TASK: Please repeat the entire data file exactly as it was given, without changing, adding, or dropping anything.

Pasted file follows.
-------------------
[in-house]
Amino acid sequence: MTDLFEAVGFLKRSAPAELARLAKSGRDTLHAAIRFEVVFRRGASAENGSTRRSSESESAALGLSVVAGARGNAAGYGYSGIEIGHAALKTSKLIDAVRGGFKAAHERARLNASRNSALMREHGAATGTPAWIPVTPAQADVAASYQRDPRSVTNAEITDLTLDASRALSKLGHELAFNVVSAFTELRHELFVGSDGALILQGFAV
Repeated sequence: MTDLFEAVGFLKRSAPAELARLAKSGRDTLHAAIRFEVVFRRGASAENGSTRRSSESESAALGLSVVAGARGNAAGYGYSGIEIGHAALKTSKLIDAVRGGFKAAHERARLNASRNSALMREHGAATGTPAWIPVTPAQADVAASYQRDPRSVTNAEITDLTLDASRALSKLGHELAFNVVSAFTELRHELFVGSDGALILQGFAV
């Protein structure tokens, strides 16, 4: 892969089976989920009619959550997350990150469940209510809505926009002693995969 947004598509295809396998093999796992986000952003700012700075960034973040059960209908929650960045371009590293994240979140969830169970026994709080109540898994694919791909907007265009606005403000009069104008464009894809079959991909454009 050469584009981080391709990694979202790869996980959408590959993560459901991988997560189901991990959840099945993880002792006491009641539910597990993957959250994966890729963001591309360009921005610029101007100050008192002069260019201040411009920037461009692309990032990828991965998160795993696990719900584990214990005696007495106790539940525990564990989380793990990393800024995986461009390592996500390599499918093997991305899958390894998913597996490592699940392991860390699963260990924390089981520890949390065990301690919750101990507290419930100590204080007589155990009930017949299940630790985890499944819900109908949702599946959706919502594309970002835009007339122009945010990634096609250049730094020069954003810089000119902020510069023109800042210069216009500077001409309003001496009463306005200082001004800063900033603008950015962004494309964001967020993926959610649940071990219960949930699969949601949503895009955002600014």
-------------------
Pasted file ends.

[in-house]
Amino acid sequence: MTDLFEAVGFLKRSAPAELARLAKSGRDTLHAAIRFEVVFRRGASAENGSTRRSSESESAALGLSVVAGARGNAAGYGYSGIEIGHAALKTSKLIDAVRGGFKAAHERARLNASRNSALMREHGAATGTPAWIPVTPAQADVAASYQRDPRSVTNAEITDLTLDASRALSKLGHELAFNVVSAFTELRHELFVGSDGALILQGFAV
Repeated sequence: MTDLFEAVGFLKRSAPAELARLAKSGRDTLHAAIRFEVVFRRGASAENGSTRRSSESESAALGLSVVAGARGNAAGYGYSGIEIGHAALKTSKLIDAVRGGFKAAHERARLNASRNSALMREHGAATGTPAWIPVTPAQADVAASYQRDPRSVTNAEITDLTLDASRALSKLGHELAFNVVSAFTELRHELFVGSDGALILQGFAV
């Protein structure tokens, strides 16, 4: 892969089976989920009619959550997350990150469940209510809505926009002693995969 947004598509295809396998093999796992986000952003700012700075960034973040059960209908929650960045371009590293994240979140969830169970026994709080109540898994694919791909907007265009606005403000009069104008464009894809079959991909454009 050469584009981080391709990694979202790869996980959408590959993560459901991988997560189901991990959840099945993880002792006491009641539910597990993957959250994966890729963001591309360009921005610029101007100050008192002069260019201040411009920037461009692309990032990828991965998160795993696990719900584990214990005696007495106790539940525990564990989380793990990393800024995986461009390592996500390599499918093997991305899958390894998913597996490592699940392991860390699963260990924390089981520890949390065990301690919750101990507290419930100590204080007589155990009930017949299940630790985890499944819900109908949702599946959706919502594309970002835009007339122009945010990634096609250049730094020069954003810089000119902020510069023109800042210069216009500077001409309003001496009463306005200082001004800063900033603008950015962004494309964001967020993926959610649940071990219960949930699969949601949503895009955002600014």